He concluded in his best pulpit manner, and the farce was soon at an end. It was agreed that the gift must be accepted, that proper measures should be taken to rebuke Mr Westray's presumption, as he had no doubt induced Lord Blandamer to select so improper a channel of communication, and that the Rector should himself write direct to thank the noble donor. So, after dinner, Canon Parkyn retired to his "study," and composed a properly fulsome letter, in which he attributed all the noblest possible motives and qualities to Lord Blandamer, and invoked all the most unctuously conceived blessings upon his head. And at teatime the letter was perused and revised by Mrs Parkyn, who added some finishing touches of her own, especially a preamble which stated that Canon Parkyn had been informed by the clerk of the works that Lord Blandamer had expressed a desire to write to Canon Parkyn to make a certain offer, but had asked the clerk of the works to find out first whether such an offer would be acceptable to Canon Parkyn, and a peroration which hoped that Lord Blandamer would accept the hospitality of the Rectory on the occasion of his next visit to Cullerne.

The letter reached Lord Blandamer at Fording the next morning as he sat over a late breakfast, with a Virgil open on the table by his coffee-cup. He read the Rector's stilted periods without a smile, and made a mental note that he would at once send a specially civil acknowledgment. Then he put it carefully into his pocket, and turned back to the Di patrii indigetes et Romule Vestaque Mater of the First Georgic, which he was committing to memory, and banished the invitation so completely from his mind that he never thought of it again till he was in Cullerne a week later.

Lord Blandamer's visit, and the offer which he had made for the restoration of the church, formed the staple of Cullerne conversation for a week. All those who had been fortunate enough to see or to speak to him discussed him with one another, and compared notes. Scarcely a detail of his personal appearance, of his voice or manner escaped them; and so infectious was this interest that some who had never seen him at all were misled by their excitement into narrating how he had stopped them in the street to ask the way to the architect's lodgings, and how he had made so many striking and authentic remarks that it was wonderful that he had ever reached Bellevue Lodge at all that night. Clerk Janaway, who was sorely chagrined to think that he should have missed an opportunity of distinguished converse, declared that he had felt the stranger's grey eyes go through and through him like a knife, and had only made believe to stop him entering the choir, in order to convince himself by the other's masterful insistence that his own intuition was correct. He had known all the time, he said, that he was speaking to none other than Lord Blandamer.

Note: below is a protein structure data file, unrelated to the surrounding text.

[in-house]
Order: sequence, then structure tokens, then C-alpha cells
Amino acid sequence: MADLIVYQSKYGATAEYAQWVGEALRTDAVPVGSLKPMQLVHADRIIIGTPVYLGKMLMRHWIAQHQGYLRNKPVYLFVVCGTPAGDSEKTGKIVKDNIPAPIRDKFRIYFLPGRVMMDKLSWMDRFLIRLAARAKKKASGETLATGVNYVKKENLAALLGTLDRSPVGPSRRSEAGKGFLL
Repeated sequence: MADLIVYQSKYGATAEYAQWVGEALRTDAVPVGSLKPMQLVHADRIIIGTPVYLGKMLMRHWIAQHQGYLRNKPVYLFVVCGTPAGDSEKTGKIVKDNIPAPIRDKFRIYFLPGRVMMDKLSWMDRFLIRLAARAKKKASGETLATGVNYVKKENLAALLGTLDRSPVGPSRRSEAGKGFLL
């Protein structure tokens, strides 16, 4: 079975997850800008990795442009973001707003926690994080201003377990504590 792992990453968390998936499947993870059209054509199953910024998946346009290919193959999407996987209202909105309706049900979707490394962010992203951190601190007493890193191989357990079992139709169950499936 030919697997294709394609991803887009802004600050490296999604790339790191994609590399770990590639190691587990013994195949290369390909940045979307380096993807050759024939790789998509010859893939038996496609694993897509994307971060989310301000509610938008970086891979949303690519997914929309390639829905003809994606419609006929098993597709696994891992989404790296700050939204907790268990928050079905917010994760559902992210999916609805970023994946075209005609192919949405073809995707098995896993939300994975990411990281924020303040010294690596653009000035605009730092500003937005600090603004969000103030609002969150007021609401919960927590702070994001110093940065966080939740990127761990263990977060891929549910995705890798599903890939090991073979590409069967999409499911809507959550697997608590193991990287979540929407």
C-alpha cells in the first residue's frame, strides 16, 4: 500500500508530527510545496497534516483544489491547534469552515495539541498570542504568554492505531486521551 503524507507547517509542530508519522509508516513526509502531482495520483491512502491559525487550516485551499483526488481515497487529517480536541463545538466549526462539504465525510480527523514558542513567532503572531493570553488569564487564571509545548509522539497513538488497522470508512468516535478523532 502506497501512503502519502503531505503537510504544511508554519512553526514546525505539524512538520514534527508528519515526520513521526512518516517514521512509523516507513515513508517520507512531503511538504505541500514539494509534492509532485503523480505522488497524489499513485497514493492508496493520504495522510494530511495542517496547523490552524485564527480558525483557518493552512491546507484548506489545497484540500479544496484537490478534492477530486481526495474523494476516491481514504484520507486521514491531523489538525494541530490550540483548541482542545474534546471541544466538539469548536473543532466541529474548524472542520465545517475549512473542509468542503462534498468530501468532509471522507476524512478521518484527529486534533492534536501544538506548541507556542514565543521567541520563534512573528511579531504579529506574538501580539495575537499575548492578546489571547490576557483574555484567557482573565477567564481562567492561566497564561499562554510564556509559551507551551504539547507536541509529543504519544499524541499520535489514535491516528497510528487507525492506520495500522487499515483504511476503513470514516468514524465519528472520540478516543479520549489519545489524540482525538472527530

Westray thought the matter important enough to justify him in going to London to consult Sir George Farquhar, as to the changes in the scheme of restoration which Lord Blandamer's munificence made possible; but Mr Sharnall, at any rate, was left to listen to Miss Joliffe's recollections, surmises, and panegyrics.

In spite of all the indifference which the organist had affected when he first heard the news, he showed a surprising readiness to discuss the affair with all comers, and exhibited no trace of his usual impatience with Miss Joliffe, so long as she was talking of Lord Blandamer. To Anastasia it seemed as if he could talk of nothing else, and the more she tried to check him by her silence or by change of subject, the more bitterly did he return to the attack.